Headlines continue to appear to claiming that a recent study has shown that the chemical bisphenol A increases the risk of miscarriage, which I addressed in a Forbes article last week. There are many problems with this research, such as the fact that it is not available in a published, peer-reviewed format. Check out my piece here for more details.
This issue raises a bigger concern about the state of science today, particularly when the research is related to chemical safety. Reliance on hard facts, scientific standards, and cautious conclusions seems to be withering away. Even well-schooled researchers have become involved in the game of activism and alarmism, using carefully chosen rhetoric to generate headlines and fear based on inconclusive and largely meaningless studies and even unpublished research.
There are some terms that should make you wary. Key among them are headlines that condemn a chemical because a study “links it” to or “suggests” its a problem or simply because the study is “consistent with” other equally unimpressive studies or even mere theories. Researchers increasingly use these phrases to describe weak statistical associations and weak studies that are often too small to provide much value.
In these studies researchers measure the strength of associations by assessing the “relative risk” of a chemical. This process compares groups of individuals with relatively high chemical exposures to groups of individuals with low or no exposures. If the high-exposure group(s) experiences more health ailments, researchers then report an association between the chemical and the illnesses they discover. They then engage in calculations to express the strength of that association numerically as a risk ratio. If the risk ratio is 1, then the study reports no difference between the groups. A relative risk of 2 suggests that the exposed group has risk that is two-times higher than the other group, a relative risk of 3 suggests that risk is three times higher, and so on. However, relative risks of 3 and below are generally considered weak associations and potentially the result of a mere statistical accident or researcher bias. Such associations do not establish cause-and-effect relationships and do not warrant alarm.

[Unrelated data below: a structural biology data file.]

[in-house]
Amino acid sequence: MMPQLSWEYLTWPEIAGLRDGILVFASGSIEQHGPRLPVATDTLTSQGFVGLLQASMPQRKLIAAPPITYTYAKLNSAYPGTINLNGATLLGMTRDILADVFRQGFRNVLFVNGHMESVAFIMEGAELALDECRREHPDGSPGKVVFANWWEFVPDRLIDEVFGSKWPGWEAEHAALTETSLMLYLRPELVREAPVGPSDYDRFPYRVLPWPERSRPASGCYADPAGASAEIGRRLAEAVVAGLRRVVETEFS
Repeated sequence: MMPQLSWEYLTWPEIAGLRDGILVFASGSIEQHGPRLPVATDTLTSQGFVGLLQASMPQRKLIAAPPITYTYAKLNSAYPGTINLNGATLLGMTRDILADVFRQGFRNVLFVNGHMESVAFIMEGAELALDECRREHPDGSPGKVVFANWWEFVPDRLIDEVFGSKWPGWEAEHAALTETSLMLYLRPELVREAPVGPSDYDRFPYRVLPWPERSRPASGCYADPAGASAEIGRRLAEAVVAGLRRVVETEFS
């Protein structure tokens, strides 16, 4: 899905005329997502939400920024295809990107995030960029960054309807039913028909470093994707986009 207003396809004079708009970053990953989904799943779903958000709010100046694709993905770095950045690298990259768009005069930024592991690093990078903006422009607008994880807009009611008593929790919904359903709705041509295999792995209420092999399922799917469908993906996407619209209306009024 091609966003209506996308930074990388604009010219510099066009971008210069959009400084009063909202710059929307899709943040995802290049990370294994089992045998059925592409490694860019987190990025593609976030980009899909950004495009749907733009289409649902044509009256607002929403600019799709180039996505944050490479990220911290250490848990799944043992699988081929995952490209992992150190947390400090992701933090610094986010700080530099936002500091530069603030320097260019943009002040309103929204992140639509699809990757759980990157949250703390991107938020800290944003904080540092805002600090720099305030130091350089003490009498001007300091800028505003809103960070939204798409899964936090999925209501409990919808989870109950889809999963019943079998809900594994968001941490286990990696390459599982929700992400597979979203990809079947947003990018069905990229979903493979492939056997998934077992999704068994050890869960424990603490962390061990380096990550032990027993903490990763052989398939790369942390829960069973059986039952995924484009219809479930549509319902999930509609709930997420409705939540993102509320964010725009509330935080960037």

October is “breast cancer awareness month” thanks to a collaborative campaign arranged by public and private groups united in the mission to fight breast cancer. Their educational efforts can save lives by promoting early detection and healthy lifestyle choices. Yet environmental activists and media are using this campaign as an excuse to scare women about chemicals, and unintentionally, divert their attention from truly useful information, such as the importance of regular breast exams and a healthy diet.
For example, USA Today recently produced a story and video designed to scare women about the chemical bisphenol A, which is used in food packaging and plastics. It cites a meaningless statistical study that makes claims the data don’t support. The study reads: “Our findings suggest that developmental exposure to environmentally relevant levels of BPA during gestation and lactation induces mammary gland neoplasms in the absence of any additional carcinogenic treatment. Thus, BPA may act as a complete mammary gland carcinogen.”